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The Met needs diversity to work

COMMENTS: Former Detective chief inspector, Dr. David Michael

THE METROPOLITAN police will continue to face scandals such as phone hacking until the force becomes more diverse and more independent at the most senior levels, says one of Briton’s most well-known black officers.

Former Detective chief inspector, Dr. David Michael, who helped found the original Black Police Association, told The Voice phone hacking happened because senior police officers got too close to people in News International and others who part of the same social circle, ethnic background and mindset.

Michael said while things have improved in the Met, “Most of the people at the very top are men and white men and when you look at the kind of people they have been rubbishing shoulders with and the man who got the consultancy, you note it… They don’t have a diverse set of people. If you have that, the thinking will be in the same narrow way.”

Micheal added that a more diverse set of officers at senior levels would encourage a more robust debate about what the right thing was too, how to engage with other organisations/institutions and could ensure officers hold each other to account which in turn leads to better decision making – and better handling of situations so they don’t become scandals.

“They would bring different experiences of life, different thought, different processes and different problem solving approaches,” he said. “It would also mean challenging what some of us refer to as the occupational culture of the police.”

Michael, who also chaired Lewisham’s Community Police Consultative Group, said: “The advice they are getting is not diverse,” said Michael, who spent 30 years in the force, where, among his duties, he also investigated complaints against other cops.

“Sometimes you need to get advice from people you don’t particularly like, you are not that comfortable with and when you see the diversity of London, too much of the high command of Scotland Yard is saying well we don’t want to hear from certain people; we won’t give consultancy things to certain people. It’s too glaringly obvious.”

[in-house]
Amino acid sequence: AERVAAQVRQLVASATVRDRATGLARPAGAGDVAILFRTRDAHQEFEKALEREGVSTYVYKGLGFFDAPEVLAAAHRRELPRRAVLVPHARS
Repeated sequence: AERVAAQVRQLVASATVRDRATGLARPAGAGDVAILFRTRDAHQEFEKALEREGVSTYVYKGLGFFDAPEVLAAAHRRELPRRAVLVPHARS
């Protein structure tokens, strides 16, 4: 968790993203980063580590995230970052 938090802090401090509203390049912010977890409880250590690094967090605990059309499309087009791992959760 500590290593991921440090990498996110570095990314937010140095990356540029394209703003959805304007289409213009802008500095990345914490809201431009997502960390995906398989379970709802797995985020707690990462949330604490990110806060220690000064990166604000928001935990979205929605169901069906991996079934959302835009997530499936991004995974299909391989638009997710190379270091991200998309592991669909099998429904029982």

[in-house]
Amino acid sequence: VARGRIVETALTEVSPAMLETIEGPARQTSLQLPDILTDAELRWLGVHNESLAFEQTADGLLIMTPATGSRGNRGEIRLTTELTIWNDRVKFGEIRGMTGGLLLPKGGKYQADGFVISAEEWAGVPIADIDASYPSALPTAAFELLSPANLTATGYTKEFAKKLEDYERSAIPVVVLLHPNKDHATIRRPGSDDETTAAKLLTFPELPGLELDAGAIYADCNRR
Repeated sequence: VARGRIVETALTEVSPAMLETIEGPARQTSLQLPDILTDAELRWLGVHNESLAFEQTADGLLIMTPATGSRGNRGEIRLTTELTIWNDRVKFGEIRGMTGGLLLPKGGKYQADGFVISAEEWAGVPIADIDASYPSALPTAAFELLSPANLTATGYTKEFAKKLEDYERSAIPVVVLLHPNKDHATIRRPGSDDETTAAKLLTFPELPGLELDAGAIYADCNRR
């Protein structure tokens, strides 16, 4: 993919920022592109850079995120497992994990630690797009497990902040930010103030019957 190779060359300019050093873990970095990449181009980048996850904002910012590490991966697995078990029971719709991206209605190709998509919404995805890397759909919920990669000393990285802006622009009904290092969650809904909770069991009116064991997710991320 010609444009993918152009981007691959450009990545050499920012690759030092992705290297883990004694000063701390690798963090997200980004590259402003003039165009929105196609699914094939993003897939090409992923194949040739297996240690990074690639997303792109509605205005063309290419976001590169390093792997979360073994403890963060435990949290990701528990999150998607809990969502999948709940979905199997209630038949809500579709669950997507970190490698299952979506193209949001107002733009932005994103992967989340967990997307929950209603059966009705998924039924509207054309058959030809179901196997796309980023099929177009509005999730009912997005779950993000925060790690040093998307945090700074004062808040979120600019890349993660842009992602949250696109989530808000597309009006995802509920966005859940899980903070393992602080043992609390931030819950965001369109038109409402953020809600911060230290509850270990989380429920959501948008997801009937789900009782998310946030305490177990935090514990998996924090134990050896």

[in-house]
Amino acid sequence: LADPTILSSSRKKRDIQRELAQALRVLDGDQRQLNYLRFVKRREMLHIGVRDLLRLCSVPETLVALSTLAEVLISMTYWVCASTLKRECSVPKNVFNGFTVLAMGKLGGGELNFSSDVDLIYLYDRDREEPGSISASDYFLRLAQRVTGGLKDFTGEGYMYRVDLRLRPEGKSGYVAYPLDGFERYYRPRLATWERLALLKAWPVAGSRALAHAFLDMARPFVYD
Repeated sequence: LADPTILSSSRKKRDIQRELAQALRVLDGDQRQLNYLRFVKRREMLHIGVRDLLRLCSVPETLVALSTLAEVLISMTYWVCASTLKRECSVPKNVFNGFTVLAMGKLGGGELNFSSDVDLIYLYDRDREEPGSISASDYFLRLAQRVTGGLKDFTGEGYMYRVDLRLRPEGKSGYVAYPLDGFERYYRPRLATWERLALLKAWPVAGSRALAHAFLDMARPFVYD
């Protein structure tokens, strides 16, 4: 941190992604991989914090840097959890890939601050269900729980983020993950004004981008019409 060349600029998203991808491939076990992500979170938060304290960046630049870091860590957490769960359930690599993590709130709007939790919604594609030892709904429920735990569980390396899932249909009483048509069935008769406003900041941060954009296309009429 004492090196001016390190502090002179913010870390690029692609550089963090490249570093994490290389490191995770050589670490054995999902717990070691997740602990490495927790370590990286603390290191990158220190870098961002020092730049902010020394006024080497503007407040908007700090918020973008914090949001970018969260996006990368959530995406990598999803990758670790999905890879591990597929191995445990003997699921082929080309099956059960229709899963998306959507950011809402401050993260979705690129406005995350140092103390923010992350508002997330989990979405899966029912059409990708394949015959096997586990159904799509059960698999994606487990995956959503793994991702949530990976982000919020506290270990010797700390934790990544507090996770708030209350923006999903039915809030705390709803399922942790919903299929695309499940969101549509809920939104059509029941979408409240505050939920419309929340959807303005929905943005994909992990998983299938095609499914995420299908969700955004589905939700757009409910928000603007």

Unless the Met doesn’t take on the message of diversity at senior levels, not only will scandals like phone hacking happen, so will other scandals. “We will keep getting more Jean Charles de Menenzes; we will keep getting more Stephen Lawrences because they are too narrow. They are saying we only want people who look like us and talk like us…”

“They will keep making these …until they start actually saying London is made up of a diverse community; we have got people from all walks of life; of all backgrounds; of all races – and we are going to include all of them.”

Michael added that while there are many hard working police officers, “There is stuff about narcissism and arrogance and for the Met to move forward, it has to shed some of that…It shouldn’t be a cosy you scratch my back; I scratch yours.”

He welcomed the decision by Met Commissioner Sir Paul Stephenson to resign on Sunday (July 17). He had also wanted to see Deputy Assistant John Yates resign. Yates resigned earlier today. Both Stephenson and Yates had come under increasing pressure over their links to a Met consultancy contract issued to former News of the World editor, Neil Wallis.

Of Yates, Micheal said: “Professionally, he has blundered and he himself should have realised. My view is that Assistant Commissioner should have resigned as soon as that matter with Milly Dowler incident came to light.”

Of the former Commissioner Stephenson, Micheal said: “He definitely should have gone and I think he should have gone even before he went…”

But he also warned that in appointing new leaders, the Met must not miss this opportunity to bring greater diversity into the force’s leadership

In the past, he has been very critical of a system, which he said made it difficult for black cops such as former Chief Constable Mike Fuller to get to senior roles such as Police Commissioner.

He said the Met has not adequately invested in making sure there are black officers who have been groomed to become serious black candidates for the role of police commissioner following Stephenson’s resignation.

He said: “There is a big issue about how the Home Office deal with these things. There hasn’t been any succession planning. In my view, from City Hall to the Home Office and to everyone involved in the governance of policing in Britain, I don’t think it is an issue for them. I don’t think they really have taken having a representative police force (seriously) generally but especially in terms of the high command of the met and other police services. It’s isn’t a vote winner for politicians of any particular party.”

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